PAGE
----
While P.E.I. has had no confirmed or suspected cases of monkeypox, the provincial health organization says it is doing what it can to prepare.
Monkeypox, also known as MPX, has been spreading globally this year for the first time, with 210 cases in Canada according to the federal government's website. Patients must isolate until the lesions it causes heal.
"We have 140 doses of vaccine and those are given four weeks apart for anyone who is identified as a close contact," P.E.I.'s Chief Public Health Officer Dr. Heather Morrison told CBC News.
"We also have a couple of treatment courses, and those are antivirals from the emergency stockpile that have been allocated to Prince Edward Island."
Morrison said most symptoms of monkeypox occur within five to 21 days following exposure, and transmission usually occurs from skin-to-skin contact.
"There's some aerosolised transmission as well with someone else who has monkeypox, so certainly watching for the signs and symptoms associated with that if there's been that contact," she said.
The vaccine for monkeypox is given four days after exposure to reduce the chances of getting sick, while antiviral courses are given to those who are confirmed to have monkeypox.
Some health authorities in cities with high rates of monkeypox, like Toronto and Montreal, are beginning to vaccinate some at-risk groups preventatively. Morrison said that while P.E.I. has no plans to do this now, they are in discussion with other Atlantic public health colleagues and watching the national guidance closely.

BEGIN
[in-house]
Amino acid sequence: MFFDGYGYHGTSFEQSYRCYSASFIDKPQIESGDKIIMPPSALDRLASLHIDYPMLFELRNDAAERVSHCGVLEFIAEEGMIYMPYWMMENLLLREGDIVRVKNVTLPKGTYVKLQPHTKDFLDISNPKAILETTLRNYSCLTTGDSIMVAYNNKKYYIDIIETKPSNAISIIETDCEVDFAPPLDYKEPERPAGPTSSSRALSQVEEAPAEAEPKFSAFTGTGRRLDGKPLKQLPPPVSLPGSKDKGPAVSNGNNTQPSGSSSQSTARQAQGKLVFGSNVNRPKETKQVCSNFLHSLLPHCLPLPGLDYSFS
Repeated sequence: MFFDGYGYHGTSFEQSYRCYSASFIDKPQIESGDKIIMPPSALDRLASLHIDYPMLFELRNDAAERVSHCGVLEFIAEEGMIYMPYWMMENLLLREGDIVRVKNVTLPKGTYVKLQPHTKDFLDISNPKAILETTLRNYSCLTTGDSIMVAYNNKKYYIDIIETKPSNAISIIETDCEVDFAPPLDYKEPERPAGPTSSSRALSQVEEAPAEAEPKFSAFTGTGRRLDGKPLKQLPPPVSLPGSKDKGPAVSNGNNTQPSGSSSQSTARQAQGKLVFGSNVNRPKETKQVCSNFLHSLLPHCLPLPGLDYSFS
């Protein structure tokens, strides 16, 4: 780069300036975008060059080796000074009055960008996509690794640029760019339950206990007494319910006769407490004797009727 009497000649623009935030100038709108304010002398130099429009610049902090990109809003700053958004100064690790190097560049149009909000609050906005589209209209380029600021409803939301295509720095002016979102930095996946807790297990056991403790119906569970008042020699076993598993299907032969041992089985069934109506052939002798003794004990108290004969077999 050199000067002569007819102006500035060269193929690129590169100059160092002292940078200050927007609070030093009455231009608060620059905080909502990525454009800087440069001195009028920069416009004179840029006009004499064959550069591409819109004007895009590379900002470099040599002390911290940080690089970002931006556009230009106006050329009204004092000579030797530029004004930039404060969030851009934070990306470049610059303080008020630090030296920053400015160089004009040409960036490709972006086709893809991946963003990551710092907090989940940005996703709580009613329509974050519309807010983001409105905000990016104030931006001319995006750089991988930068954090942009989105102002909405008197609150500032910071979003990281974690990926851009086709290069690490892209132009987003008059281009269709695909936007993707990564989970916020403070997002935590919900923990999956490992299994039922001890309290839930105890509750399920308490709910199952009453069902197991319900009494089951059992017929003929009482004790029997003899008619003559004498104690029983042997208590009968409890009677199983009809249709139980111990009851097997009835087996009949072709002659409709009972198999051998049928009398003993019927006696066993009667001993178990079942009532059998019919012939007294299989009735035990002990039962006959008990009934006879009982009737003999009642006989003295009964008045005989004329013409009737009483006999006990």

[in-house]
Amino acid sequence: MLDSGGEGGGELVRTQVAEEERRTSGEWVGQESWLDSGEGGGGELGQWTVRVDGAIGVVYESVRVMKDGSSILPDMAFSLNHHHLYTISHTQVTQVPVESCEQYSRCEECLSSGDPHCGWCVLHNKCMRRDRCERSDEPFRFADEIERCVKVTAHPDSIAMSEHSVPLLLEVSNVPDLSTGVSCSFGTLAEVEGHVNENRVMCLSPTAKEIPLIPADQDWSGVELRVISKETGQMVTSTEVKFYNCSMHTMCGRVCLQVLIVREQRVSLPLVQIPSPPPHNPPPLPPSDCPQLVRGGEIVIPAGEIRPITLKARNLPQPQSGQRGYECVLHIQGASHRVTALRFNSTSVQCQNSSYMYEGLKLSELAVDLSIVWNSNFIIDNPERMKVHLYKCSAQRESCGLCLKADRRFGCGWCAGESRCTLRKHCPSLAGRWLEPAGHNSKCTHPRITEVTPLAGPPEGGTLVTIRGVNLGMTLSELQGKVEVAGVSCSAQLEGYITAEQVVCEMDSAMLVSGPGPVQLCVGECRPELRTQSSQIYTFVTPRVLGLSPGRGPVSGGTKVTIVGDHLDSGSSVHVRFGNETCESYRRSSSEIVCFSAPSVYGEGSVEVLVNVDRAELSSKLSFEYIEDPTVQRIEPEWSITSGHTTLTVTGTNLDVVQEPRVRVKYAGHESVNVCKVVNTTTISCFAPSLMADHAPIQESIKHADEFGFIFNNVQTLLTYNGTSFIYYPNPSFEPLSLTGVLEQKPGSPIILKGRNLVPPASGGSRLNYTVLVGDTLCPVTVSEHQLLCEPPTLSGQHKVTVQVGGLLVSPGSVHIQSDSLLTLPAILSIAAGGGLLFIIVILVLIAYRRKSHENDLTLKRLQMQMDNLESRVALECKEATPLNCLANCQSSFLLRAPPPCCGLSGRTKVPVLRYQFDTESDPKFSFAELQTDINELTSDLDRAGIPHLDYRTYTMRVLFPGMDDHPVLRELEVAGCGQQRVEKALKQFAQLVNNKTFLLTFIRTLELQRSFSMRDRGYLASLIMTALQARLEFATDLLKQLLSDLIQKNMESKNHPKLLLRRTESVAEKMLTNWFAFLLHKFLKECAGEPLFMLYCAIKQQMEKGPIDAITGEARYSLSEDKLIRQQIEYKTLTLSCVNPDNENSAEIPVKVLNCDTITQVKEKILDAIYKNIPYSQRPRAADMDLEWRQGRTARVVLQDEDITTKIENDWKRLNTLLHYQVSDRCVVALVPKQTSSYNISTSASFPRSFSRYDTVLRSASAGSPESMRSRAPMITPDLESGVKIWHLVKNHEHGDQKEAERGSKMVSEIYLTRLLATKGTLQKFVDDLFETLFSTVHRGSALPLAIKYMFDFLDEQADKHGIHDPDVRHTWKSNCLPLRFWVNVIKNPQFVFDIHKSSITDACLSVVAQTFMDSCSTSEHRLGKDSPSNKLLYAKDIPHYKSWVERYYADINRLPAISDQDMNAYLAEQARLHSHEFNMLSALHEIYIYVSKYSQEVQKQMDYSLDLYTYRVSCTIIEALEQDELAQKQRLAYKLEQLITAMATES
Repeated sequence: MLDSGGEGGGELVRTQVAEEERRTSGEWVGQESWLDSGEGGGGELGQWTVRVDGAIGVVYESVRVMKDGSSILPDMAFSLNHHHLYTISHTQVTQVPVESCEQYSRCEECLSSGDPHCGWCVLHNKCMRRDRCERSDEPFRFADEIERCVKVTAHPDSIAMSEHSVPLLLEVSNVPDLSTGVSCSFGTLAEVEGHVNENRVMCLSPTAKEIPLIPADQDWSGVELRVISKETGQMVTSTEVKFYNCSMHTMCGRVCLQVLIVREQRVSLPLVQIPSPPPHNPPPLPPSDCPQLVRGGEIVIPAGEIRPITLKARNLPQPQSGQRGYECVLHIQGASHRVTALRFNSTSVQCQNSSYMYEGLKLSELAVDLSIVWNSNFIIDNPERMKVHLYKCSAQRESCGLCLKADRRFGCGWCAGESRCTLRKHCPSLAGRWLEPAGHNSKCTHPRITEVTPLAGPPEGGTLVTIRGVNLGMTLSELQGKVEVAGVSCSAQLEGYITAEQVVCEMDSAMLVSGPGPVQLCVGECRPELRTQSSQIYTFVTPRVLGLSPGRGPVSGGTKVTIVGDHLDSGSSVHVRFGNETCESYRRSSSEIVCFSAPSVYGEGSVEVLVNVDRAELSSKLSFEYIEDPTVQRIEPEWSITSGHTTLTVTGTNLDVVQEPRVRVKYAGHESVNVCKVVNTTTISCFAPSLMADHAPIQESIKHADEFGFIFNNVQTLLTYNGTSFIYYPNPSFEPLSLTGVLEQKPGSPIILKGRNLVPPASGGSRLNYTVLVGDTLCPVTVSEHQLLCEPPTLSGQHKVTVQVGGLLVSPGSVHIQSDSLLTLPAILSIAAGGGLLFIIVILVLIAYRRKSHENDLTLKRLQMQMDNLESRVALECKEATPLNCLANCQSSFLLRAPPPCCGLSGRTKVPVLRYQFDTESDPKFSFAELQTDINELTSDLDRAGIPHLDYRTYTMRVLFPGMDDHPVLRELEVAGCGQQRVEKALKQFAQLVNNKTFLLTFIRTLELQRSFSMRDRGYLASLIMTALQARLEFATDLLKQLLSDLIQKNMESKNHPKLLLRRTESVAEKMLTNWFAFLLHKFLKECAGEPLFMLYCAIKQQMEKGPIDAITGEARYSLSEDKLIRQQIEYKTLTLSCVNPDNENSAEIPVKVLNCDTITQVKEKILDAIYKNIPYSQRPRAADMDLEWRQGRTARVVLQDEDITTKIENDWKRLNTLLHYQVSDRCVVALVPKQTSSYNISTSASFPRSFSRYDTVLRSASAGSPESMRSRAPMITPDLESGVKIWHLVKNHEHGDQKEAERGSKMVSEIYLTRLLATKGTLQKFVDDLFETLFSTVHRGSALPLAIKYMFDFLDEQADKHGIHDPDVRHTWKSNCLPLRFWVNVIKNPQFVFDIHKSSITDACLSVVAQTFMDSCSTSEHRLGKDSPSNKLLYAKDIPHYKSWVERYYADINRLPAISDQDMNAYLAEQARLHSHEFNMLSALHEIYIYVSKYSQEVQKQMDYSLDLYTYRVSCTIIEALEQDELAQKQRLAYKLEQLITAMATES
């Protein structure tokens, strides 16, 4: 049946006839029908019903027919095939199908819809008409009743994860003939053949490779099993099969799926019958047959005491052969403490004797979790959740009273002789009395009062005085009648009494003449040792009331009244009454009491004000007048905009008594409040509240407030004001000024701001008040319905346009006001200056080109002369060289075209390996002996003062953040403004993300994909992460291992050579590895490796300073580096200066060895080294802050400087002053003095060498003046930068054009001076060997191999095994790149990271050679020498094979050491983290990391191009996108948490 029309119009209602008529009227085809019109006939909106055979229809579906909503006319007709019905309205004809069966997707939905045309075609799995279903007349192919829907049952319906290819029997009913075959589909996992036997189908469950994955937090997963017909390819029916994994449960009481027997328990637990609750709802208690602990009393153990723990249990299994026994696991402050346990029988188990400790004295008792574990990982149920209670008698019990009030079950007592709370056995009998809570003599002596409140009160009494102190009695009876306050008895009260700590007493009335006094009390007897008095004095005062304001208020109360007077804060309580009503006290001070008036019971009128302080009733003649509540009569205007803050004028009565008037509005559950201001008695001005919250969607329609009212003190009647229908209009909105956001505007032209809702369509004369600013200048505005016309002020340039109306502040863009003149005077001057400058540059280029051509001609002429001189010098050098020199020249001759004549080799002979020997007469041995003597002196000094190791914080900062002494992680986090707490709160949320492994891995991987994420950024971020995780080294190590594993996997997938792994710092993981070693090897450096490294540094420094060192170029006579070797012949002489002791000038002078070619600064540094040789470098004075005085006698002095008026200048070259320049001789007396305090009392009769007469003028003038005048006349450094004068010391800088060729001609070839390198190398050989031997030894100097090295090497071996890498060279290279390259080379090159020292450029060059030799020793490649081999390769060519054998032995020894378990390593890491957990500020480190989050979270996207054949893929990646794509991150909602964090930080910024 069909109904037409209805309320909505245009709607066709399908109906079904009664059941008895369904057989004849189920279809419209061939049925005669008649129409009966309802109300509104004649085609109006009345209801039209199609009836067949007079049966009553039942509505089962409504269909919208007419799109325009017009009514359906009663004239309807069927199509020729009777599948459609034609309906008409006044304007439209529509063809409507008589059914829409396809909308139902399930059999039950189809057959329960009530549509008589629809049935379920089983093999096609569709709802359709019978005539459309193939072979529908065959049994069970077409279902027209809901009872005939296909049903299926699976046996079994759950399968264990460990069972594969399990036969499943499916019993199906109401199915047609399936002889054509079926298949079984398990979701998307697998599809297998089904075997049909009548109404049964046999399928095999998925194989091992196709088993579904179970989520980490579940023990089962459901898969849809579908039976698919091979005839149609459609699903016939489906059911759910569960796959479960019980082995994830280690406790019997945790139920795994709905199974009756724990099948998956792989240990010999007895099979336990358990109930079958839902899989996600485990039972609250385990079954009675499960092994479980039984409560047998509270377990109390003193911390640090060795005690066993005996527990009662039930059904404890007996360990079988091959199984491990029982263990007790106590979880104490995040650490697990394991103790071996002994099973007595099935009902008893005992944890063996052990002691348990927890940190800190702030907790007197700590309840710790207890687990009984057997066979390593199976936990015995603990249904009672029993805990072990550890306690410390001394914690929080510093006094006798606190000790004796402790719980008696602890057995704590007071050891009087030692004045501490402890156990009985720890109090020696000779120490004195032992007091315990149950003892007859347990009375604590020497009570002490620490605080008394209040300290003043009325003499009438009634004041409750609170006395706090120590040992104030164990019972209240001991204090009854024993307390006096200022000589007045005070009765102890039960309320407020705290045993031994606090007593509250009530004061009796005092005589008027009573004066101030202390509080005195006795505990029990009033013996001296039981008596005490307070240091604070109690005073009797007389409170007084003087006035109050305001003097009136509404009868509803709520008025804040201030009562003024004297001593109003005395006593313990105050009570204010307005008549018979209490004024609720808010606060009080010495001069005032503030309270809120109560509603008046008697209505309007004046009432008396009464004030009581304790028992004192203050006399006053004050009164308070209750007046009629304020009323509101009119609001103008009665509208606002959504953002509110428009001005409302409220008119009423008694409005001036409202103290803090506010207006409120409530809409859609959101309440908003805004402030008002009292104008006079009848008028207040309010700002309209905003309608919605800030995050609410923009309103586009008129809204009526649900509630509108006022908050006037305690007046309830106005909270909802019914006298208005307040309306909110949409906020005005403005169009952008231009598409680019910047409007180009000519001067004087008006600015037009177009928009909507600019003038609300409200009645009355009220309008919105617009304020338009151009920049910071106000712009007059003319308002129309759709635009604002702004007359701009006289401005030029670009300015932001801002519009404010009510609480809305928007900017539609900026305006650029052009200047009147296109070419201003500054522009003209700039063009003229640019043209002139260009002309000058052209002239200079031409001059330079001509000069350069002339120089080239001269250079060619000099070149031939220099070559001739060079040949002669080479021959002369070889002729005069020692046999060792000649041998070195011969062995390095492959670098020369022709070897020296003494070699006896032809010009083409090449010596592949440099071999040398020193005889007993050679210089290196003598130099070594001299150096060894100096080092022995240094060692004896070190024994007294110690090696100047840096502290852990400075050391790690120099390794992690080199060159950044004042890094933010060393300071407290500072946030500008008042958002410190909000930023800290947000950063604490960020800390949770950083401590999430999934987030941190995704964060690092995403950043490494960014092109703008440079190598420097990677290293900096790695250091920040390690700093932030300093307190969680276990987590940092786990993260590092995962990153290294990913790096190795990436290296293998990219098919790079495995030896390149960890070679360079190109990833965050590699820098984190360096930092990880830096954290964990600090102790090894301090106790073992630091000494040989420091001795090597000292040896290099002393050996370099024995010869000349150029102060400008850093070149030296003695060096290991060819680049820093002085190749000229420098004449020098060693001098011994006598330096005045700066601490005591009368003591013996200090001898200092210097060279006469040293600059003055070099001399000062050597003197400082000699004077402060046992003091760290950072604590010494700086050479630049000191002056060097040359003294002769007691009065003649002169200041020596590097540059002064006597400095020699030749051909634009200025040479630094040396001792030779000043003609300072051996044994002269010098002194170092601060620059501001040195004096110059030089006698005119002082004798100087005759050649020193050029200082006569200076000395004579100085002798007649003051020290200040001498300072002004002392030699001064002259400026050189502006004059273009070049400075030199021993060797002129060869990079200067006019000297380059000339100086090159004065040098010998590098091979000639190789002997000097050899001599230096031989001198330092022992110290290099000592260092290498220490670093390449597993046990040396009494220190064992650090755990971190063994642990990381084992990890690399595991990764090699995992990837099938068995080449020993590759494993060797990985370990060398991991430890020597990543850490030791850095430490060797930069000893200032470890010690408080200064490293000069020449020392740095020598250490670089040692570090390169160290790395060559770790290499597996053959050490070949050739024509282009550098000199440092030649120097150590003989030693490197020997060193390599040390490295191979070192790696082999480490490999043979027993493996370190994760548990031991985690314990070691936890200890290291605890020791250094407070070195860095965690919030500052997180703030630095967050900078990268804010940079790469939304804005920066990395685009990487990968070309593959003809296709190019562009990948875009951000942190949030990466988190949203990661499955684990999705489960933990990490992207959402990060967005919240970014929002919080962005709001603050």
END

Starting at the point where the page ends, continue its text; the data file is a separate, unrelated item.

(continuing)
"We want, at this point in time, to make sure our physicians and nurse practitioners are aware of the information and also working with some community partners to make sure that there's good education about monkeypox," she said.
"If we see an outbreak on Prince Edward Island, then we will adjust and may try to do some further vaccination."
Morrison said that she thinks monkeypox is a "very low risk for the general population" at this point, and that most people recover fairly well within two to four weeks.
"For most people, it's a self-limiting virus. But it can certainly be, as with any of the viruses, certainly more symptomatic for for some people than others."
She said lessons learned from the COVID-19 pandemic mean there has been more focus and understanding about viruses and communicable disease in general, and that helps with knowledge of spread and containment.
However, Morrison said it's important for those who may have come into contact with someone who has monkeypox or those who are showing symptoms to talk to a doctor or nurse.
"If someone has traveled to an area where they have been exposed to someone or identified as a close contact of someone who may have monkeypox, they really should reach out to their physician or nurse practitioner, and we can work together to try to make sure they have either treatment if they're having symptoms or get the vaccine to have as a post-exposure prophylaxis," Morrison said.
Morrison said this is the first time monkeypox has been in Canada, and health authorities across the country are releasing as much information as they can to the public to abate worry.
"There's certainly lots of information that you have good access to that they're trying to put out nationally and through community groups and through our providers," she said. "Even the guidance that we've sent out to our providers here will evolve and change as we learn more and and also respond to the situation."
"In Toronto and Montreal, for instance, where the numbers are larger, they're responding in a slightly different way. But we will be certainly paying attention over the next weeks and months."